Shipping goods by air requires you to fill out and provide several important freight shipping forms. Depending on where the goods are being sent and what classification of goods you’re exporting, you may need some or all of the different forms discussed below.
Your shipping documentation should include a commercial invoice. This type of invoice includes a detailed line-by-line description of every item in the shipment. It also lists the value of each item as well as the total value of the shipment. Some countries may require the use of their own specialized invoices.
The commercial invoice also includes basic information about the transaction, such as the name and address of the shipper and seller and the delivery and payment terms. The buyer can use the commercial invoice to prove ownership, and some governments use this document to assess custom duties.
Certain nations require a consular invoice to control and identify the imported goods. The invoice must be purchased from the consulate of the country to which the goods are being shipped and usually must be prepared in the language of that country.
Certificate of Origin
The certificate of origin is used to declare which country the shipment originated in. This is very important for customs clearance purposes because every international location carries distinct rules and regulations based on where the goods originated. The Certificate of Origin is usually certified by an authorized semiofficial organization. The Certificate of Origin may be required even if the commercial invoice contains the same information.
Shipper’s Export Declaration (SED)
If any single commodity has a value in excess of $2,500, then a Shipper’s Export Declaration (SED) is required when exporting goods from the United States. The US Census Bureau is collecting this information for statistical purposes. The Census Bureau is currently undergoing a transition which will eventually lead to mandated electronic filing for SEDs. This is all the more reason to use electronic shipping document management within your company.
Bill of Lading
The Bill of Lading identifies the shipper, consignee, and the types and quantity of the goods. The Bill of Lading is essentially the contract between the owner of the goods and the carrier. This is also the case with domestic shipments. There are two types of Bills of Lading. A straight Bill of Lading is nonnegotiable. On the other hand, a negotiable or shipper’s order Bill of Lading can be bought, sold, or traded while the goods are in transit. It’s often used for letter-of-credit transactions. In order to prove ownership and take possession of the goods, the customer usually needs the original Bill of Lading or a copy of it.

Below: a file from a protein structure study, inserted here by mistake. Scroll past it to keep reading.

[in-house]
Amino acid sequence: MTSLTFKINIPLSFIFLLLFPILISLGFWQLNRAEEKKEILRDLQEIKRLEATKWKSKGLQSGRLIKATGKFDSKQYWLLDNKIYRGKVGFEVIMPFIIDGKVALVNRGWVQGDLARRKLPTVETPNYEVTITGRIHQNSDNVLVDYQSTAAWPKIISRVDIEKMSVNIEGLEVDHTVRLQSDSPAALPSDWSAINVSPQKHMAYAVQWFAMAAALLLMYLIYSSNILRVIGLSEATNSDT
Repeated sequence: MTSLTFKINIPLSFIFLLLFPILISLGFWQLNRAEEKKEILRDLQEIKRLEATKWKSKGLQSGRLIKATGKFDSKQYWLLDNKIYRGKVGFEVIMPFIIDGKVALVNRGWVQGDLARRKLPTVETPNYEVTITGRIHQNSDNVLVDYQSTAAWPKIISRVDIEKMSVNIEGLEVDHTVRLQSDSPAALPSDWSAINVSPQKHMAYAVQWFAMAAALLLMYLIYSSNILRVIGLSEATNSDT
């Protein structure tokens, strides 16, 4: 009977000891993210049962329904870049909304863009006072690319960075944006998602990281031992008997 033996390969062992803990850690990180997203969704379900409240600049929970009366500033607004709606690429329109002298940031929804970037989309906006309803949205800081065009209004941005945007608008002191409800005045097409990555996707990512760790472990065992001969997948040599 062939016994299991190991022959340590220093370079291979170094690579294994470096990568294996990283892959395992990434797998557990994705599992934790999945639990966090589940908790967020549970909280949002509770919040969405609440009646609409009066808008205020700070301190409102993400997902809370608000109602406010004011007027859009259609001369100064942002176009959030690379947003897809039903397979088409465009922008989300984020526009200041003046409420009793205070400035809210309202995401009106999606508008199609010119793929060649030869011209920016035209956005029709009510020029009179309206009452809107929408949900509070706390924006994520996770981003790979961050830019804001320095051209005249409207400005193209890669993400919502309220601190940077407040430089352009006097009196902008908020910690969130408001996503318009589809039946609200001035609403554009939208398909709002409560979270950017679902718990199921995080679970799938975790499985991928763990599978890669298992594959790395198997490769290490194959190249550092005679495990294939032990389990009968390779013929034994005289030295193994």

Export Packing List
An export packing list is usually more detailed than packing lists used for domestic shipments.
Here are some examples of what an export packing list includes:
- Freight cost in US dollars (exchange rate on the day of shipment)
- Full name and address of shipper
- ID number of the company
- Full name and address of consignee
- Detailed specification of the goods
- Quantity of cargo
- Weight of the load
- Place of origin of goods
The shipper generally uses the packing list to verify the weight and volume of the goods. Custom officials in the US and in foreign countries may also use this list to check the cargo.
Some purchasers and countries require an Inspection Certificate. This certificate attests to the specification of the goods shipped. The inspection is usually performed by a third party. You will have to obtain an Inspection Certificate from an independent testing organization.
Destination Control Statement
The Destination Control Statement usually appears on the commercial invoices, airway Bill of Lading, and Shipper’s Export Declaration (SED). This statement notifies the carrier and all foreign parties that the item may be exported only to certain destinations.
Your shipment may require additional documentation depending on the type of goods being shipped and the destination country.
Here are other documents you may need:
- Dock receipt
- Warehouse receipt
- Insurance certificate
- Export license
- Certificate of Handling (Fumigation Certificate)
- Dangerous Goods Declaration
- NAFTA Certificate of Origin (for shipment between Canada, United States, and Mexico)
The Importance of Proper Documentation
While it may be cumbersome to ensure the accuracy and completeness of your freight documentation, it’s important to get it done right.
Even small errors and omissions can result in severe consequences, such as:
- Delayed shipment of your goods
- Non-shipment of your goods
- Cost of extended storage (until appropriate documentation is received)
- Fines for missing or incorrect documentation
- Nonpayment from the recipient
Managing shipping forms is a critical aspect of exporting freight. Therefore, you may want to revise your current documentation process. To make things easier for your company, you can take advantage of eFileCabinet’s document solutions. With eFileCabinet, you can view your documents from anywhere and find what you’re looking for quickly. Let us make managing your shipping documentation easier for you. Simply fill out the form on this page to start your free demo right now.